I recently watched a true crime show where the killer(absolutely on no ones radar) called the victims parents on their dead daughters cell phone-saying he was with the girl the night she was murdered-she had left her phone in his truck but ran off and approached another man.

    Now of course I admit most stay low and dont come forward, but to try and say just because someone came forward as a witness somehow clears them is ridiculously weak argument.

    and this will be an odd exchange between you and fish, because fish's favored suspect, did something far more adaucious than anything hutch did (if hutch was the killer).
    Last edited by Abby Normal; 10-10-2018, 08:41 AM.

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  • packers stem
    replied
    Liz long
    Lawende
    And old uncle Tom Cobbley and all in Berner Street. ...
    None of these reported sightings tempted any Mr Hutchinson to enter a police station ....
    Yet a Sarah Lewis statement he's not seen or heard and he falls to pieces ??
    I think not

    Leave a comment:


  • packers stem
    replied
    Originally posted by rjpalmer View Post
    Fisherman - the key point has nothing to do with Lewis only seeing Hutchinson for 10 or 12 seconds and thus not being able to identify him; it has to do with Hutchinson being spotted for 10 or 12 seconds and then feeling the need to justify standing outside the court for 45 minutes!!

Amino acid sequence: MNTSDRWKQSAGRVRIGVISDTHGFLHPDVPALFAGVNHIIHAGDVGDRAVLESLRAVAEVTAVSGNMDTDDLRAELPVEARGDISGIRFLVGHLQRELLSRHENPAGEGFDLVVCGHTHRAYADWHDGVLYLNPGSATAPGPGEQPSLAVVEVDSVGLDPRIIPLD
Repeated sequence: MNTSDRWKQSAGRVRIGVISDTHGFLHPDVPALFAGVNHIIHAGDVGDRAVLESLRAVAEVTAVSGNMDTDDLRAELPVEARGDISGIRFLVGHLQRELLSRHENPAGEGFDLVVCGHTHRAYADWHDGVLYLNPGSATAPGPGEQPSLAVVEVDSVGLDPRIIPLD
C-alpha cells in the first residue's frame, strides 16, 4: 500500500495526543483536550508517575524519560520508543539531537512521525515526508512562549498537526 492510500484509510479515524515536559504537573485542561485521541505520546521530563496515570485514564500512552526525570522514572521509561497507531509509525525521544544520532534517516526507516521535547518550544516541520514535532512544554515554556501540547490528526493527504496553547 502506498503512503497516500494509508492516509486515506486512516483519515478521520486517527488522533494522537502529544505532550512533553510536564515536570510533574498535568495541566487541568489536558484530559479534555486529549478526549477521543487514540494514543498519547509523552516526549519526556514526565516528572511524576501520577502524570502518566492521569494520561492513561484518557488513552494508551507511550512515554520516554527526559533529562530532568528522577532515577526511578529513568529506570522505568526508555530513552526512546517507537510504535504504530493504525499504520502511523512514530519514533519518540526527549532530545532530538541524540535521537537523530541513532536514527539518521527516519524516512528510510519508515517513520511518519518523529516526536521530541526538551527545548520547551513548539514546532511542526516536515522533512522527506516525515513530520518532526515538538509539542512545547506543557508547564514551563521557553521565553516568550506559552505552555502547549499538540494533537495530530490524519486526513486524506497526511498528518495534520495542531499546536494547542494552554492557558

You have obviously read your fair share of 'true crime,' watched crime shows on television, and have followed cases in the newspapers, etc. etc.

    Have you noticed any trends? Murderers lie. They deflect. They make up bogus alibis. They say its 'all a big mistake, officer,' etc. etc.

    What they don't do is unnecessarily place themselves at the scene of a murder for the better part of an hour for no apparent reason.
    Agreed
    Even if he thought he had been seen he would sit and wait .
    If he didn't know then they may not know him etc
    The main mistake that people make though is that Sarah Lewis' testimony did not make the press of the 12th
    At 6pm that day , Hutchinson would know nothing of the statement .Only witnesses , jury and journalists knew .
    Hence the hutch in fear , go to the police first theory collapses

    Leave a comment:


  • rjpalmer
    replied
    Fisherman - the key point has nothing to do with Lewis only seeing Hutchinson for 10 or 12 seconds and thus not being able to identify him; it has to do with Hutchinson being spotted for 10 or 12 seconds and then feeling the need to justify standing outside the court for 45 minutes!!

    You have obviously read your fair share of 'true crime,' watched crime shows on television, and have followed cases in the newspapers, etc. etc.

    Have you noticed any trends? Murderers lie. They deflect. They make up bogus alibis. They say its 'all a big mistake, officer,' etc. etc.

    What they don't do is unnecessarily place themselves at the scene of a murder for the better part of an hour for no apparent reason.

    Leave a comment:


  • Fisherman
    replied
    Originally posted by Roy Corduroy View Post
    Good evening RJ,